Mom was not trustworthy when I was a child.

“Come here, I won’t hit you,” she promises, looking at me. Her dark eyes are hard.

I approach tentatively. She grabs me, pinches me, hits me. I feel betrayed.

I do a new piece of inner work around my mother. I want to release the impact of feeling unloved and untrusting of her. I imagined light filling my cells. I tell her I love her and that I want to be free of these feelings of not trusting. I no longer wish to be an un-mothered woman.

I see a flock of blackbirds streamed out of my cells. Out they go, and off they fly. In the space they leave behind, new light rushes in. Something is shifting.

My mother was also un-mothered. I intensely disliked my mother’s mother, Grandma Ida, when I was a child. She was bony, shrill, bossy, prejudiced, and opinionated. (Much to her disgust, we named one of our chickens after her).

Later, I learned that Ida’s mother had died when she was a child. Ida had been in and out of hospitals visiting her. She began cooking for her father when she was 6 years old until he remarried; her childhood shortened, her life one of limitation. From that understanding, her harshness made more sense. She softened in her later years. Although it was too late for us. My judgment of her too intense, I never formed a close relationship with her.

I have empathy for my grandmother, for my mother. And I want to be free of the burdens of their lineage.

Even though she is no longer here, I realize that my mother loved and loves me, and I love her. I accept that these were her limitations. Her limitations are not mine. I know that despite my history with my mother, there is love between us now. I have felt her visit me. I talk to her sometimes. Tell her I am sorry we could not work out a loving relationship during her life. Tell her I love her. Forgive her. Forgive myself for not being able to love her better when she was alive.

I hope what she is learning in her current reality is fulfilling for her. And most certainly, I hope she is evolving. I think she is. Stepping out of the limitations of mind, body, ways of being, old ideas, how could that not be freeing?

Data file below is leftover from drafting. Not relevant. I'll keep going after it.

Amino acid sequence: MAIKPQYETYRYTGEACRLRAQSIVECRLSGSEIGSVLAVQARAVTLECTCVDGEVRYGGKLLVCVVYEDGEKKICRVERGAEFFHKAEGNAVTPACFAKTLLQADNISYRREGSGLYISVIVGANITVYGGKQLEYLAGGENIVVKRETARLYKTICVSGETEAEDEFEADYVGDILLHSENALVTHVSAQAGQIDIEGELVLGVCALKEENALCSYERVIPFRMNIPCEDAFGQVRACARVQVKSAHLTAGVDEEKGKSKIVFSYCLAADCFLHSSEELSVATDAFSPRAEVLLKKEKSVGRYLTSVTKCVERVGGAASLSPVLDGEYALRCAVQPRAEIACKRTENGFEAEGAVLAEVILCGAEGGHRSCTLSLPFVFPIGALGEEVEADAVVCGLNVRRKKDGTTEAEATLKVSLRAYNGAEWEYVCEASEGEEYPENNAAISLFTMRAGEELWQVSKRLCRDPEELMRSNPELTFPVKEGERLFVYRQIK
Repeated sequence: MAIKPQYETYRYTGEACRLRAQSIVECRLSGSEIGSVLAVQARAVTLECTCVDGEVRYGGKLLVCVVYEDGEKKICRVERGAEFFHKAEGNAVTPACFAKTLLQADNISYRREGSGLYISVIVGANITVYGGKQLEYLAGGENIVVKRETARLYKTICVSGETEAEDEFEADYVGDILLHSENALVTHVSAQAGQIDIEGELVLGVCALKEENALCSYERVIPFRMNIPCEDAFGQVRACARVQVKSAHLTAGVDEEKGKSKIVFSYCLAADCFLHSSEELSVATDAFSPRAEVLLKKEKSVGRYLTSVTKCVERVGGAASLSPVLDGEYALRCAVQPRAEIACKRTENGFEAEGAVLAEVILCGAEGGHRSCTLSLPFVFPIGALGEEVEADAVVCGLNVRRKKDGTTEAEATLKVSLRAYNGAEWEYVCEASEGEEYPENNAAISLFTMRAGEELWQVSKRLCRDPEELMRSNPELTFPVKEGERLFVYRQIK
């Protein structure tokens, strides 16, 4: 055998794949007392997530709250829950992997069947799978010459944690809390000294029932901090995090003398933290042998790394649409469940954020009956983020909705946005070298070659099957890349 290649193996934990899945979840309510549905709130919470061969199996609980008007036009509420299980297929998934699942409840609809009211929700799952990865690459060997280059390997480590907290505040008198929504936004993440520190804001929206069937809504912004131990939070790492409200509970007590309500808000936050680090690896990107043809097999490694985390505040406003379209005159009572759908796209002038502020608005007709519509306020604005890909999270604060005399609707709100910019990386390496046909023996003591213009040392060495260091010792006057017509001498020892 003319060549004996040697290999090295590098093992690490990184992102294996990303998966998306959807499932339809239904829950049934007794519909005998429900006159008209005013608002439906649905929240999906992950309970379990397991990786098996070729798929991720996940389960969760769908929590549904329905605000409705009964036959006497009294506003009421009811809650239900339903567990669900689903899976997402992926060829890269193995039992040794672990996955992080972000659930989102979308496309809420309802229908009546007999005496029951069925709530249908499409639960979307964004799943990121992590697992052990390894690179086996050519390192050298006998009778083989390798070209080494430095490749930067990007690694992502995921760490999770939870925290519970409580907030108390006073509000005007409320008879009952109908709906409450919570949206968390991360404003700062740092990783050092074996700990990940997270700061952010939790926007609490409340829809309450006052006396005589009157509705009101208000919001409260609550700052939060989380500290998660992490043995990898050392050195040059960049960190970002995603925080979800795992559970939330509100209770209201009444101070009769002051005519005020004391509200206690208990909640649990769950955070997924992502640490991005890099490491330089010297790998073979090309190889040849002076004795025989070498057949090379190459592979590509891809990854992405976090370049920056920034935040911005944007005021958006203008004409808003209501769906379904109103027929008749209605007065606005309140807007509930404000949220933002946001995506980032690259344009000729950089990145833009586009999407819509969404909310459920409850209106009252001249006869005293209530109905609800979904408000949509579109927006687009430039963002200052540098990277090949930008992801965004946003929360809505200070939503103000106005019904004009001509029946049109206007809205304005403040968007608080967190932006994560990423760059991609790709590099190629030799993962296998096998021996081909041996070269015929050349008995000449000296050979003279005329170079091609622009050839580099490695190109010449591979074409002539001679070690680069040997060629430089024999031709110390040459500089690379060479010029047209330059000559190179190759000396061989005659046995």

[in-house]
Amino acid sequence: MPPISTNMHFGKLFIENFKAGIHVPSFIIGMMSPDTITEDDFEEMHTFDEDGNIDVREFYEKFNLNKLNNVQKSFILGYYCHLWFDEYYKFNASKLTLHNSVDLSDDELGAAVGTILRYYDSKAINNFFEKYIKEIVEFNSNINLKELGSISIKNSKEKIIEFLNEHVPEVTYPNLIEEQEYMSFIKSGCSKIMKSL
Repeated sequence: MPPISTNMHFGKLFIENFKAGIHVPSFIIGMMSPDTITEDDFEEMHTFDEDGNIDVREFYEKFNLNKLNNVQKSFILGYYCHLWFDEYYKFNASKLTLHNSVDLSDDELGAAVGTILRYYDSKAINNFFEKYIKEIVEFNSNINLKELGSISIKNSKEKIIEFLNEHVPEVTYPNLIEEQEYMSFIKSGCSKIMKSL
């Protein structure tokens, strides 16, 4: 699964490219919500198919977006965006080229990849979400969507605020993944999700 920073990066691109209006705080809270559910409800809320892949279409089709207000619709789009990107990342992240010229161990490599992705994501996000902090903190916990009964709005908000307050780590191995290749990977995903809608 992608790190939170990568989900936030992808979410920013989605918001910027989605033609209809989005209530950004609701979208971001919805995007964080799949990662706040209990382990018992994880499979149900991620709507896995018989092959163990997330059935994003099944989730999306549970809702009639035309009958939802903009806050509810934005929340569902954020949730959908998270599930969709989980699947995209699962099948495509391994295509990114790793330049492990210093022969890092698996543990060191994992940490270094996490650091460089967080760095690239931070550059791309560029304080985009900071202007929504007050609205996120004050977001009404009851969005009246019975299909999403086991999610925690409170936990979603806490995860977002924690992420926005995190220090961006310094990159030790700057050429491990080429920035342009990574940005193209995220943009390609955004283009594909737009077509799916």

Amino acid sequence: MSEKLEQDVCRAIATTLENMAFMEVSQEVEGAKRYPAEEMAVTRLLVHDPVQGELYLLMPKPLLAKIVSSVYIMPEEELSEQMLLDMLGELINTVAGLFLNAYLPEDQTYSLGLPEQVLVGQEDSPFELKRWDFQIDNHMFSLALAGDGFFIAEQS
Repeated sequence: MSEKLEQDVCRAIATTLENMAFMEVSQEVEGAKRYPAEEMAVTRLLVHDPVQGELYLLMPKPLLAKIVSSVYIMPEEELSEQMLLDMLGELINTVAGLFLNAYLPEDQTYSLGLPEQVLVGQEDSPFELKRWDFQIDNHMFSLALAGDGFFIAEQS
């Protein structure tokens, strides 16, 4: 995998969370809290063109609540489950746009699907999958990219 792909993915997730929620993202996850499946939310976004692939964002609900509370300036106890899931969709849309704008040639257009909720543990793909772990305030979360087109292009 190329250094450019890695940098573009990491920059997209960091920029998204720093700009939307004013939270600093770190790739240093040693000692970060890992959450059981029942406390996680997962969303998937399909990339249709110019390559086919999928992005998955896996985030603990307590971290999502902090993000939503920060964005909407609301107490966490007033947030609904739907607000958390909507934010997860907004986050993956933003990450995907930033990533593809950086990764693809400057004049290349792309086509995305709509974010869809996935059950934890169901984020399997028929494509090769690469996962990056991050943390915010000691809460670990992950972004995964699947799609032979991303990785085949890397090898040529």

They are a couple. I sit with them one day after a big misunderstanding and help them sort through what happened. I am aware of the privilege granted me whenever I step deeply into a relationship with another person or a couple. We untangle the events and old behaviors that put them in this misunderstanding. I help calm the trauma that was activated in each of them. I see how they each got lost and separated from each other. I help them understand what happened, what their triggers are. How to reconnect.

This couple did not know how to turn towards and support each other. They became lost from each other, cocooned and hidden into their insular selves.

They do not understand what co-regulation means. They have never heard of it. They do not live in a world of attachment theory, nor how to put that theory into practice. They come from histories of having to fight and protect themselves to survive. The trauma they have each lived through has not yet been resolved.

As we finish talking, I tell them what I wish for them. I want them to hear my hope and pull it into their hearts, carry it with them as new material from which they can draw. I want them to feel my love in this wish.

I wish them a life where they do not go into a trauma state. I want them each to feel safe enough that they do not need self-defense, that they can connect and support each other, rather than pull away when they are triggered.

I want them to learn more quickly what I learned slowly bump by bump, over many years, as I traversed through challenging (and dysfunctional) relational terrain. I want them to understand that we create love by connecting. Self-defense is the enemy.

We are not meant to manage our emotions alone. We live deeply entwined with others. Starting with the mother/parent at birth, we rely on others to help us make sense of our feelings, reactions, and responses. When I touch my husband, or he hugs me, we are physically attuning to each of our emotional realities. We are conveying to each other, I am here with you. You are not alone. We are helping each other ground here, in these bodies, on this earth.

I believe situations which call to me may exist as metaphors, alternate realities, past lives, or parts of myself. Their pull is similar to the call of a Siren, although with the purpose of bringing resolution to something as yet unresolved.

When I used a Brian Weiss past life regression tape the other day, a specific image came up. As I went deeper and deeper into the guided hypnosis, a small dirty dark-skinned child emerged. I saw him. Saw his ragged clothes and the hard-packed dirt floor. This kind of visioning is not my strong point. The imaging is clouded. Yet I see enough. This child was me or perhaps is me in some inner reality. He died of starvation in this story.